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kshusker

join:2009-10-12

1 recommendation

If ISPs are gonna do meters....

they need to be:

...documented exactly how they work
...audited by a third party
...and available to the consumer in real time

That's how my electric meter operates. That's how my water meter operates. ISPs who try opaque, inaccurate, undocumented "metering" need to be taken to task.

Wilsdom

join:2009-08-06
Bandwidth charges should also obviously be relative to bandwidth costs. My electric company is only allowed to pass on supplier cost with zero profit


Anonymous_
Anonymous
Premium
join:2004-06-21
127.0.0.1
kudos:2
Reviews:
·Time Warner Cable
reply to kshusker
said by kshusker:

they need to be:

...documented exactly how they work
...audited by a third party
...and available to the consumer in real time

That's how my electric meter operates. That's how my water meter operates. ISPs who try opaque, inaccurate, undocumented "metering" need to be taken to task.

... Local Time Zone as well.
--
Well, does your car at least turn into something else? Sometimes I turn it into a trashcan. Hmm...


plencnerb
Premium
join:2000-09-25
Carpentersville, IL
kudos:3
reply to kshusker
I've said it before, and I'll say it again. Why is it so hard for companies like AT&T to get this right?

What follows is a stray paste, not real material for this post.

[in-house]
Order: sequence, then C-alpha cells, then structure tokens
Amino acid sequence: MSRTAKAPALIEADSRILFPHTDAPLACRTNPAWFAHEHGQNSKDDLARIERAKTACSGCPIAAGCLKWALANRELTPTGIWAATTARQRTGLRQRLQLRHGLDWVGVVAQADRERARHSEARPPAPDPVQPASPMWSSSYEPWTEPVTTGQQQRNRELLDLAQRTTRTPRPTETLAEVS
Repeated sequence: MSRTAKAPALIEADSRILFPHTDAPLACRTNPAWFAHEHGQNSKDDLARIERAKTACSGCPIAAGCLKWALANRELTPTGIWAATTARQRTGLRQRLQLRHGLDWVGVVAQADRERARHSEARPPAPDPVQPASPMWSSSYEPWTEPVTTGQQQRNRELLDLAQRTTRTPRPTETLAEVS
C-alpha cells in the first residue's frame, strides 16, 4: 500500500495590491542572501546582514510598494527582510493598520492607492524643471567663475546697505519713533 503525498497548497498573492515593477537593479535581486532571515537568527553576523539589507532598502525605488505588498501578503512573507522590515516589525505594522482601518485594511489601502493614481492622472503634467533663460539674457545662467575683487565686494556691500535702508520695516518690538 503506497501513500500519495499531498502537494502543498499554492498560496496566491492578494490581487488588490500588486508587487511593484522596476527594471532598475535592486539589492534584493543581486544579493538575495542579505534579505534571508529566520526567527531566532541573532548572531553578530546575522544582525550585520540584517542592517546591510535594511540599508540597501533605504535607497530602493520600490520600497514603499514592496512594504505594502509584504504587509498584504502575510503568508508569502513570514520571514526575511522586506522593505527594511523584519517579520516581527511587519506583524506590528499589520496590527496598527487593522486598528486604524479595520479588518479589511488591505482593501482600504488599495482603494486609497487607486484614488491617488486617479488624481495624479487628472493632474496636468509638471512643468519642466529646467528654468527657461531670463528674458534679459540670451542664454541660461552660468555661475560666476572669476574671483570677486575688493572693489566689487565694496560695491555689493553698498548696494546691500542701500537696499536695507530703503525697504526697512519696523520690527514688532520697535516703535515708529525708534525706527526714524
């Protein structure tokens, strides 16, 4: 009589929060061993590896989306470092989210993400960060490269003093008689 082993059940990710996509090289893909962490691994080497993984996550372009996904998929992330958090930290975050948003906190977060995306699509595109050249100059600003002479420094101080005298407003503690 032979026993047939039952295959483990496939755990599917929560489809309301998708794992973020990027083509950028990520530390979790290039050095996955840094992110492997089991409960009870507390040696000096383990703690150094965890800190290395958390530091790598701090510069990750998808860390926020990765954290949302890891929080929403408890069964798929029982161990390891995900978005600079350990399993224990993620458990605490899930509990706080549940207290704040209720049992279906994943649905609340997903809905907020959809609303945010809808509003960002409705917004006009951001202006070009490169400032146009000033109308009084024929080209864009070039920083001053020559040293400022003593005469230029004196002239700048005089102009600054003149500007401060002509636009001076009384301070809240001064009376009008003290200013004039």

The example I use is Smoothwall Express. For those that don't know, its a Linux version of a firewall/router. Built into this, is a real time bandwidth measurement tool, complete with charts, that update in real time. Anytime I open the main web page for this, I can see exactly how much bandwidth I have used currently at the time the page loads, how much I have used for the day, and how much I have used for the month (both inbound and outbound numbers).

In fact, here is what mine shows right now

Current: 44.5 Kbit/s / 56.4 Kbit/s (Out / In)
Today: 79.9 MB / 982.1 MB (Out / In)
Month: 2.8 GB / 32.0 GB (Out / In)

What I'm getting at is that the people that developed Smoothwall figured it out, and they offer it to the end user FOR FREE!!!

Bottom line the technology exists, and apparently is not that hard to implement.

Just think of the business that Smoothwall (or companies like it) could get if they worked with AT&T and the other ISP's to implement this on their network. Its a win win!

--Brian
--
============================
--Brian Plencner

E-Mail: CoasterBrian72Cancer@gmail.com
Note: Kill Cancer to Reply via e-mail


Dolgan
Premium
join:2005-10-01
Sun Prairie, WI
Reviews:
·Charter
It is not hard to get it right, they just do not want to get it right so they can overbill their customers. Need to pay for those Executive bonuses and shareholder dividends any way possible. It will only get worse as the State regulatory bodies keep bending over backward to ease regulations on Telcos.

rradina

join:2000-08-08
Chesterfield, MO
reply to Wilsdom
I'm not defending HSI metering but the electric company is an allowed monopoly. Because of this, there are regulations in place that define how they can charge for their service.

Although I believe cable and telcos are really close to being monopolies, at this moment they aren't classified as such and are not regulated. I agree that they should charge fair prices for their products and services but right now, they can charge whatever they want and do whatever they want until we can legally provide sufficient evidence that they act as a monopolies and should be regulated.